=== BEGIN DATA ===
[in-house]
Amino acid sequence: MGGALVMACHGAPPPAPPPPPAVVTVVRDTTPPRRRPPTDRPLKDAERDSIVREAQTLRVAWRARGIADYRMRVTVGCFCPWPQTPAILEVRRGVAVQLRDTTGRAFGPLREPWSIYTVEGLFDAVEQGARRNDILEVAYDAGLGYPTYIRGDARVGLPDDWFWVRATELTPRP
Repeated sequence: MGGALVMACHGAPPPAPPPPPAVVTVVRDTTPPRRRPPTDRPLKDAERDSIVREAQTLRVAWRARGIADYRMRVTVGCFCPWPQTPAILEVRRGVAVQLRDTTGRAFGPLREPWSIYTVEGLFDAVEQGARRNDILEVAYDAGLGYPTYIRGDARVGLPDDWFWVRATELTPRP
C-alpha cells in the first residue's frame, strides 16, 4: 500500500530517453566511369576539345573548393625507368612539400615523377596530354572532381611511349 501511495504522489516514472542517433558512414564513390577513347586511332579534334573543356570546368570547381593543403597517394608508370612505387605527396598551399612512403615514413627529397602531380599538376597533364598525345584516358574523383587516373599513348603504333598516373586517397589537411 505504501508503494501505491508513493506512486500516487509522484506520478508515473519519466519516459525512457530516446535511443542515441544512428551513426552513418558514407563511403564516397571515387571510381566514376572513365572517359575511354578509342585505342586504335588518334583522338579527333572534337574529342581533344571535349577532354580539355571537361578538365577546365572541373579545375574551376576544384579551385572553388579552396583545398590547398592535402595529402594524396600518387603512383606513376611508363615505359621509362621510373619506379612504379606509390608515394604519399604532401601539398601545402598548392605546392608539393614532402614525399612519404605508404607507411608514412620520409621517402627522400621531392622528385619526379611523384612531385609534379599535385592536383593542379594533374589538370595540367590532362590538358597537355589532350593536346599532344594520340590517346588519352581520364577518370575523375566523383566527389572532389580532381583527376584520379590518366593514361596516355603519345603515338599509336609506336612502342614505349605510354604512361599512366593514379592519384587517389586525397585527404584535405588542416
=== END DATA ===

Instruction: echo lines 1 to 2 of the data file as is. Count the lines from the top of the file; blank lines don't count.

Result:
[in-house]
Amino acid sequence: MGGALVMACHGAPPPAPPPPPAVVTVVRDTTPPRRRPPTDRPLKDAERDSIVREAQTLRVAWRARGIADYRMRVTVGCFCPWPQTPAILEVRRGVAVQLRDTTGRAFGPLREPWSIYTVEGLFDAVEQGARRNDILEVAYDAGLGYPTYIRGDARVGLPDDWFWVRATELTPRP